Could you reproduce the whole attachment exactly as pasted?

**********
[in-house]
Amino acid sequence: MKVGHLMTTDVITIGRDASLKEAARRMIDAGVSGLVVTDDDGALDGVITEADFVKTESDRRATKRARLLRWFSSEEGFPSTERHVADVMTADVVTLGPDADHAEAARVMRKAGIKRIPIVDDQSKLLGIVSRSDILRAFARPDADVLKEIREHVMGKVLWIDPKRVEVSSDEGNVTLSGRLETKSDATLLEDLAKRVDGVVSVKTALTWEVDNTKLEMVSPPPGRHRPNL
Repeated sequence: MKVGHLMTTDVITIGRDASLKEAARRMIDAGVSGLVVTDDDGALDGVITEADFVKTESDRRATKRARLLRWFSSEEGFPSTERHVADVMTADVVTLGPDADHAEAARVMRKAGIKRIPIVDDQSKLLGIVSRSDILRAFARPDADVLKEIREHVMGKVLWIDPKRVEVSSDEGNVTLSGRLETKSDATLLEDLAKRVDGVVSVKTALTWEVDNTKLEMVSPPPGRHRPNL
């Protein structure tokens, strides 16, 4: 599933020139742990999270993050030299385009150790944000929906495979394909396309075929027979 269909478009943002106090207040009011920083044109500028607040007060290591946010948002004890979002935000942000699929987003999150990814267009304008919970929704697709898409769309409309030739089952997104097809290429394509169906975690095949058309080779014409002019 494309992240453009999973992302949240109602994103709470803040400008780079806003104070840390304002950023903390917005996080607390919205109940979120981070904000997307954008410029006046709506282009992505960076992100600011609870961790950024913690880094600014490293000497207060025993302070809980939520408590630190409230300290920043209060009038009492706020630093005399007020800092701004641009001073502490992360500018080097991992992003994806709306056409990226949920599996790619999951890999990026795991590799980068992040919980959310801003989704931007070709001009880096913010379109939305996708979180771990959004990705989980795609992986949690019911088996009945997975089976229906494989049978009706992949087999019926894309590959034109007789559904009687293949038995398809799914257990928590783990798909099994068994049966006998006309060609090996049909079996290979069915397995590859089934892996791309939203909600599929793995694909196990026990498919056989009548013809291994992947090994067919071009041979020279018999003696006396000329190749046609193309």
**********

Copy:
[in-house]
Amino acid sequence: MKVGHLMTTDVITIGRDASLKEAARRMIDAGVSGLVVTDDDGALDGVITEADFVKTESDRRATKRARLLRWFSSEEGFPSTERHVADVMTADVVTLGPDADHAEAARVMRKAGIKRIPIVDDQSKLLGIVSRSDILRAFARPDADVLKEIREHVMGKVLWIDPKRVEVSSDEGNVTLSGRLETKSDATLLEDLAKRVDGVVSVKTALTWEVDNTKLEMVSPPPGRHRPNL
Repeated sequence: MKVGHLMTTDVITIGRDASLKEAARRMIDAGVSGLVVTDDDGALDGVITEADFVKTESDRRATKRARLLRWFSSEEGFPSTERHVADVMTADVVTLGPDADHAEAARVMRKAGIKRIPIVDDQSKLLGIVSRSDILRAFARPDADVLKEIREHVMGKVLWIDPKRVEVSSDEGNVTLSGRLETKSDATLLEDLAKRVDGVVSVKTALTWEVDNTKLEMVSPPPGRHRPNL
């Protein structure tokens, strides 16, 4: 599933020139742990999270993050030299385009150790944000929906495979394909396309075929027979 269909478009943002106090207040009011920083044109500028607040007060290591946010948002004890979002935000942000699929987003999150990814267009304008919970929704697709898409769309409309030739089952997104097809290429394509169906975690095949058309080779014409002019 494309992240453009999973992302949240109602994103709470803040400008780079806003104070840390304002950023903390917005996080607390919205109940979120981070904000997307954008410029006046709506282009992505960076992100600011609870961790950024913690880094600014490293000497207060025993302070809980939520408590630190409230300290920043209060009038009492706020630093005399007020800092701004641009001073502490992360500018080097991992992003994806709306056409990226949920599996790619999951890999990026795991590799980068992040919980959310801003989704931007070709001009880096913010379109939305996708979180771990959004990705989980795609992986949690019911088996009945997975089976229906494989049978009706992949087999019926894309590959034109007789559904009687293949038995398809799914257990928590783990798909099994068994049966006998006309060609090996049909079996290979069915397995590859089934892996791309939203909600599929793995694909196990026990498919056989009548013809291994992947090994067919071009041979020279018999003696006396000329190749046609193309």